Absolutely it is stress, Cindi, monetary stress mainly, stress did me in the last time I got really sick, too.  Greg is doing fine, there were no after treatments needed, but he needs to get back to work, because it's just not a good thing for a man to not work - unless they like it that way, and he surely doesn't!
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- Ann, A Gardening Beek -  ΜΟΛΩΝ ΛΑΒΕ

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dragonfly
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« Reply #8 on: July 03, 2009, 04:27:22 PM »

I believe that behind most problems, mental and physical, you will find stress. Sometimes it's even good stress. It's still rough on us.

Some people are just born lucky Smiley  Glad he had a good time and arrived home safely. I have this theory that guardians angels do indeed exist, because otherwise, most of us would die in our youth.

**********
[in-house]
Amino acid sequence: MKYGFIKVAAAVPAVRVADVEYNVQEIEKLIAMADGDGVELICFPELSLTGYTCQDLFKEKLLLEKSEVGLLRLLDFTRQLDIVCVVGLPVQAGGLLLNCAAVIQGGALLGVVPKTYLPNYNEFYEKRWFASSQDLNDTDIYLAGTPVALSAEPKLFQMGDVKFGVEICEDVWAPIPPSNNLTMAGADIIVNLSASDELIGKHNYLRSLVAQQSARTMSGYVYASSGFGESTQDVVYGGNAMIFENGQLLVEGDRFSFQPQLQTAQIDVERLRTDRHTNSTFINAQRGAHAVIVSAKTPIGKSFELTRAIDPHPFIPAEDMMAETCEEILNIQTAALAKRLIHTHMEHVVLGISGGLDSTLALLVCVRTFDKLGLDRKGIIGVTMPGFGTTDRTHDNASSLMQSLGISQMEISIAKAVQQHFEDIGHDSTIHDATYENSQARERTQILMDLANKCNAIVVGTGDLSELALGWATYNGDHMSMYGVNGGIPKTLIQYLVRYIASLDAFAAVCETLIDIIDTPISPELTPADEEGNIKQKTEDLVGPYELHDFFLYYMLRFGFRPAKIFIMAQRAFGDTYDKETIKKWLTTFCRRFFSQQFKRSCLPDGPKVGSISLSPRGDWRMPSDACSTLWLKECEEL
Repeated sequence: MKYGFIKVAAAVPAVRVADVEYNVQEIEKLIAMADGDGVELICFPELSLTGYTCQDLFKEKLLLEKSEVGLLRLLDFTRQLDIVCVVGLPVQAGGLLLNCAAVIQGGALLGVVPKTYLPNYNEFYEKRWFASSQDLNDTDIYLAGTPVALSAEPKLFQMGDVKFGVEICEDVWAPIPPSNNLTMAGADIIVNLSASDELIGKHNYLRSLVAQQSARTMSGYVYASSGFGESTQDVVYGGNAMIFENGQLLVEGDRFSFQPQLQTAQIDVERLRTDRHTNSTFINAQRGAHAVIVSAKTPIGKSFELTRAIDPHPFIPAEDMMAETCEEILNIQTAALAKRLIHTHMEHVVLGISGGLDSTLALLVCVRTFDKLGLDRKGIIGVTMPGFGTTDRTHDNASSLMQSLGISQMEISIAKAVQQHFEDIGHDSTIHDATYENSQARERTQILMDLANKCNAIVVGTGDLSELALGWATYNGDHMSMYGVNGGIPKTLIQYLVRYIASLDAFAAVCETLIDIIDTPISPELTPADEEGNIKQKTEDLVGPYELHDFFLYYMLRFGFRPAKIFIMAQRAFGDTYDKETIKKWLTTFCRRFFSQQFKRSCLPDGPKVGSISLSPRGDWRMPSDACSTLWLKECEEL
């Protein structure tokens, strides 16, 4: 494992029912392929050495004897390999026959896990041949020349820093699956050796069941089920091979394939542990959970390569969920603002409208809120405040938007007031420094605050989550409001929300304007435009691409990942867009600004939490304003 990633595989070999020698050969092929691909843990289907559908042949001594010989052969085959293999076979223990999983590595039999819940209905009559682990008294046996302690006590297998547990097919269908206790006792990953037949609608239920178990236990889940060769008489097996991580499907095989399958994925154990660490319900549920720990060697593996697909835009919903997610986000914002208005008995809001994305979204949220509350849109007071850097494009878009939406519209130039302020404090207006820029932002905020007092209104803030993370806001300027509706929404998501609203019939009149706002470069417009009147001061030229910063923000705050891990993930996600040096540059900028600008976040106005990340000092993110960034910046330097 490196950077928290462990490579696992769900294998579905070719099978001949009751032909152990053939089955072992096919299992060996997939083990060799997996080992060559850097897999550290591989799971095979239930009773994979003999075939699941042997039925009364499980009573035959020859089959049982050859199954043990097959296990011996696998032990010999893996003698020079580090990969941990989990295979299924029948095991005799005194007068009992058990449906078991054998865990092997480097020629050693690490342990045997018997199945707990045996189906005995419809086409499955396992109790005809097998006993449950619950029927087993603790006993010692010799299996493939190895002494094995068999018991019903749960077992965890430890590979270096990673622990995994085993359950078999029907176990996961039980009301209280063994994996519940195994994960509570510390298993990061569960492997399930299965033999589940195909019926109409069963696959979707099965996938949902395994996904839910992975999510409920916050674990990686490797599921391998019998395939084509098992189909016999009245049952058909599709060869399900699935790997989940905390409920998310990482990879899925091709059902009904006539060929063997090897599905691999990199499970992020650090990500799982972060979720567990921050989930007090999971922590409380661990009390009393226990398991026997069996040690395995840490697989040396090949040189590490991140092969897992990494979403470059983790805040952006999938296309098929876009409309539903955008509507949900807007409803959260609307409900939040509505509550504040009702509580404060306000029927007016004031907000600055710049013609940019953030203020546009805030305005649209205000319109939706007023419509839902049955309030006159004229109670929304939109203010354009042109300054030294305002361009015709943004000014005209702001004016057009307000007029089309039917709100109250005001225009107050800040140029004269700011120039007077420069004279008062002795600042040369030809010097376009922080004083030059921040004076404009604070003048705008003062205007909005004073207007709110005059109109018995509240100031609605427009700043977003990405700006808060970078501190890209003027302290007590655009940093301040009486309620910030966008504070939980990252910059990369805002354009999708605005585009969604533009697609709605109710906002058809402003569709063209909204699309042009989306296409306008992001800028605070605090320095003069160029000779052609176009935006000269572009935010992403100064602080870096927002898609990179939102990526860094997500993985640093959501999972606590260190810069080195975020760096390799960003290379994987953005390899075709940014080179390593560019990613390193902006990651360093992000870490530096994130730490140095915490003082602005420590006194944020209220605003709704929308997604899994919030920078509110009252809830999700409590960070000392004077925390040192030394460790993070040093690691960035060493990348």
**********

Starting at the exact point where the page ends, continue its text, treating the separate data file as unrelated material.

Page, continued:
Yep- we did the step-father thingy, and it was really rough. I think it would still be rough with a natural father thingy too. It's just the nature of kids to buck authority, and thank God they do. Whenever any teenager or young adult seems to be overly compliant, I have serious concerns about their mental well-being.  Wink
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kathyp
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« Reply #9 on: July 03, 2009, 04:41:18 PM »

even without the stepfather component, there comes a time when kids challenge authority.  they must, to become independent.  there comes a time when they leave, or have be kicked out.  it's part of life and part of parenting.  i will always remember the day my father rousted my brother from bed, gave him an hour to pack, and sent him on his way.  my mother cried.  my father said "he will be fine.  starvation is a great motivator".  so it was.  he now does very well!  smiley he did live in his car for awhile......

we have been where you are with jobs and money.  it sucks.  just remember that bad does not last forever.  without it, how would we know when we hit the good times?  evil